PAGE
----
Last modified: Saturday, January 6, 2001 6:20 PM

When you start running out of space to display stuff, you have to ask yourself the big question, "Why am I doing this?" Other than the fun of making this stuff, what other purpose does it serve? What purpose does Collecting serve? Once you own something, does it serve any purpose other than occupying space, accumulating dust, and being a less liquid representation of value? These are tough questions, but as Sun Tzu forgot to say, "Toys are for playing with!"

That's fine for kids and folks with kids. As an adult, just collecting this kind of stuff makes me feel geekish enough around "normal" folks. Like a dark, dirty secret. Adults romping around, bashing toys together and making "budda, budda, budda!!!" noises seems to me to be an over-the-edge brand of weird. About as respectable as nosepicking.

I don't know why we outgrow "playing around", or rather-- why the character of play changes as we become adults. But it does. Traditionally, adult toys have tended to be things like cars, motorcycles, sports gear, electronic gear, clothing, jewelry... They're costlier, but don't rely on firing up the imagination, like kid toys. This has been changing, as more adults have become toy collectors. For many, it's similar to the older "respectable" hobby of collecting baseball cards. "Investing" is an adult thing to do. Still, because these are toys, the question of "play" keeps coming up.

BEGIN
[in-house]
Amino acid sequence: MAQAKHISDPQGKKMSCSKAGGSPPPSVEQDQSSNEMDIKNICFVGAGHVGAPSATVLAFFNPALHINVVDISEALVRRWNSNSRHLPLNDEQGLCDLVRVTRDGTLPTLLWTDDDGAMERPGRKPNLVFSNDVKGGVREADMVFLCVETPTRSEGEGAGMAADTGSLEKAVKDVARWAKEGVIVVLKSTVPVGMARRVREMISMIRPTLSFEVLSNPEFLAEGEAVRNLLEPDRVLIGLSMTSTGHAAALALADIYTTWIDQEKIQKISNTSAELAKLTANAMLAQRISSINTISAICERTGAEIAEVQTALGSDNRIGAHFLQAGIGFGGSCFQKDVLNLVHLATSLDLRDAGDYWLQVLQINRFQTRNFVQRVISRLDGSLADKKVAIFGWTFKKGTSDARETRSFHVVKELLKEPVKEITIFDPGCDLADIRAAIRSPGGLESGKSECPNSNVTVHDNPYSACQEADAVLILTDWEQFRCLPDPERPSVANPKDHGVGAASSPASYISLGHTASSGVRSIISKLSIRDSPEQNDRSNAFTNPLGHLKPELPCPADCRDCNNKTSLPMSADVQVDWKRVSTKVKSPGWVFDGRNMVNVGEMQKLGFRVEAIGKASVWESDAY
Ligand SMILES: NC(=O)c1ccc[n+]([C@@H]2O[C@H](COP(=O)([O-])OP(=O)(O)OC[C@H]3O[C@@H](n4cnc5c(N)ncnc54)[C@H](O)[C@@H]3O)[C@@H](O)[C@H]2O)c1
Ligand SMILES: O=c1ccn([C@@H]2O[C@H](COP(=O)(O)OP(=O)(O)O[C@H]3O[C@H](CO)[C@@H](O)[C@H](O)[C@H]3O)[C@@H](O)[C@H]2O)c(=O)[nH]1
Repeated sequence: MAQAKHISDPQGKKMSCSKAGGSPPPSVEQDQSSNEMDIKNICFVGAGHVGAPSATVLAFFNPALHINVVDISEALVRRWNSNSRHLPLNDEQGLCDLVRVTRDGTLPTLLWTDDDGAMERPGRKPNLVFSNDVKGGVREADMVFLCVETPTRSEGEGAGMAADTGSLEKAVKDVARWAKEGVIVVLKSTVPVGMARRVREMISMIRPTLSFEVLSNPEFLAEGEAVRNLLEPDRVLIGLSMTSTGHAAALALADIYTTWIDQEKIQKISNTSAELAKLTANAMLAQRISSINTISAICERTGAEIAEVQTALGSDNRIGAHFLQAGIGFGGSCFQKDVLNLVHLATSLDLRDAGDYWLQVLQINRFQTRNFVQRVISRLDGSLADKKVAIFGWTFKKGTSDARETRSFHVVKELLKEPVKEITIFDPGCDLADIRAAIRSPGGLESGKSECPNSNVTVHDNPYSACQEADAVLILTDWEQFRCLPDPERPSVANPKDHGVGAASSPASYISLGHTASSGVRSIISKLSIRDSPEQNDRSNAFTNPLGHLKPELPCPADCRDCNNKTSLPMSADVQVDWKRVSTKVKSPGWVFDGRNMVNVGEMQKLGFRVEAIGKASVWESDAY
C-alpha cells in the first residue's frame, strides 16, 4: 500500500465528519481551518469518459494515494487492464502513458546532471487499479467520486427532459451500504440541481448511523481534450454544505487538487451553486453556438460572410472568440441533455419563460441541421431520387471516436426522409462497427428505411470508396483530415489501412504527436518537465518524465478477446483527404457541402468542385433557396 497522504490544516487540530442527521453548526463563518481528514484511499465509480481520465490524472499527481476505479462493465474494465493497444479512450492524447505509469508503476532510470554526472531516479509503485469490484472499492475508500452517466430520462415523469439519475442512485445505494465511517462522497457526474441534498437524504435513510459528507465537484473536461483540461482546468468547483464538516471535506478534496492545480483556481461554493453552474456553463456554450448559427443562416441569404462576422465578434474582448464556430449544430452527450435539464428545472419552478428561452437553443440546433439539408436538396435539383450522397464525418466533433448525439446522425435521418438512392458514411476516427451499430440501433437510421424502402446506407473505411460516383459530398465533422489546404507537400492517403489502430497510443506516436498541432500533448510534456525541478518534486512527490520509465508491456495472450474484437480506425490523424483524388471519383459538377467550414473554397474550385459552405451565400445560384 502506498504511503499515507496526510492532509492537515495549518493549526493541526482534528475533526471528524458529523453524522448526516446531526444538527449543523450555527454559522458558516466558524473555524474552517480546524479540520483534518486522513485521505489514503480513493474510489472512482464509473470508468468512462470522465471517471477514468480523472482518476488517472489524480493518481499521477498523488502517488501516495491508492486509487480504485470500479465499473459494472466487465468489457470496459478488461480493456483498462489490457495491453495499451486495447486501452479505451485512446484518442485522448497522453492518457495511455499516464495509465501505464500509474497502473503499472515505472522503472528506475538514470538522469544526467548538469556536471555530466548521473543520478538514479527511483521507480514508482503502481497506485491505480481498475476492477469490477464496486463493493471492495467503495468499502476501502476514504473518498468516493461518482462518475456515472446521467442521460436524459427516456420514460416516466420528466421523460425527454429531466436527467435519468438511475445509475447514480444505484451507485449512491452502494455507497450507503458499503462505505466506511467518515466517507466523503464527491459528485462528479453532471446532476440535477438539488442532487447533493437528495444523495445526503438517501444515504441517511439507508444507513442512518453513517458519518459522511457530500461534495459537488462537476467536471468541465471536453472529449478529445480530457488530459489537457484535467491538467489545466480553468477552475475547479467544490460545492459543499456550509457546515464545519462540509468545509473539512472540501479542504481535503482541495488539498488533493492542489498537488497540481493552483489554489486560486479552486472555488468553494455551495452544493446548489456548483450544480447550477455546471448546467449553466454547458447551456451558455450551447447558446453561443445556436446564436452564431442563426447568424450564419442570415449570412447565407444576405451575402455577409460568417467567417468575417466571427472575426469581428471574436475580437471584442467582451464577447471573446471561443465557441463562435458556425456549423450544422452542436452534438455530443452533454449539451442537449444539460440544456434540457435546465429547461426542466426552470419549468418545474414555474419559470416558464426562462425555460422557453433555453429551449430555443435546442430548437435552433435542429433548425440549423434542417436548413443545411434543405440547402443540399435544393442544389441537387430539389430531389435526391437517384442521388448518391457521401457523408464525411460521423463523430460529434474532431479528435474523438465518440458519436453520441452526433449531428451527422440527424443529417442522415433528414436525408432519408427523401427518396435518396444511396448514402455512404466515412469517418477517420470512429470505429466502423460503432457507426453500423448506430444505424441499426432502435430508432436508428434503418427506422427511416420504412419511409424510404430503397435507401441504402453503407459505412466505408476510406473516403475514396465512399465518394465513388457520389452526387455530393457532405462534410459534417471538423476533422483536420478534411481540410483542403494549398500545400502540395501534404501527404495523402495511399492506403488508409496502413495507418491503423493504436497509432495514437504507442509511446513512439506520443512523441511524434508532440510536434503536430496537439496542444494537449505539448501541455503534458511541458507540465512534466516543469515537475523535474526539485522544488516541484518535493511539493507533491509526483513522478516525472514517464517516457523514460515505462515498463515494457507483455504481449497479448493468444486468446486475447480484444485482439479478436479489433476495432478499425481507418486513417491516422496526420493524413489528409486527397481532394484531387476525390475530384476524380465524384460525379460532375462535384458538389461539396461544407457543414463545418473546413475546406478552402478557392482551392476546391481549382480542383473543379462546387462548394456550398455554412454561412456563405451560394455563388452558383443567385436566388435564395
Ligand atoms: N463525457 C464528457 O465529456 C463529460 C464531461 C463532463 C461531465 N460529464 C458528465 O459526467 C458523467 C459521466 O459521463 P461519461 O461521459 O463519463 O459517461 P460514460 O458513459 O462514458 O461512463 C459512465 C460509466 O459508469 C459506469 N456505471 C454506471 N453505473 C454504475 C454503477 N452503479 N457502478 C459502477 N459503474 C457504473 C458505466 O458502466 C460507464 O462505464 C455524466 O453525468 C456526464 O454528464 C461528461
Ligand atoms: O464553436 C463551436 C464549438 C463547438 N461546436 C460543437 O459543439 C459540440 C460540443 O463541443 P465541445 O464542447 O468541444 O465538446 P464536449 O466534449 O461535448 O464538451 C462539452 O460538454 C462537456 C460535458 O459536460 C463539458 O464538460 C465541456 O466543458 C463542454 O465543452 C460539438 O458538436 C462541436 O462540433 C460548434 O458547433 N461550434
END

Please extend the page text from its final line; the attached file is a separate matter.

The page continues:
Some adults don't give up the desire for imaginative play. Instead, they do it in other more acceptable ways: They play with things in their minds, instead of physically manipulating them. Fiction writing, filmmaking, graphic arts, diorama making, and computer game programming are forms of this. The common element is "world creation."-- using your imagination to create worlds, characters, and stories. It's a more subdued way of doing what kids do.

You'll notice that a lot of the figures that I make fall into themes or genres. This is because I want to create worlds for my mind to play with. Having physical representations of the characters & props suggests an unwritten story. It's better that it's unwritten, because that way it's fluid and uncommitted. It evolves as new characters are added, and as my interests change.

They also serve another purpose for me... they provide material for the web site, so I can do pointless filler pages like this while I'm waiting for putty to cure! (Damn, don't you just hate those TV episodes where they recycle "flashback" material from earlier in the season?)

By the way, many of the head sculpts on this page were made by Francis Tavares (#1, #4, #7, & #9.)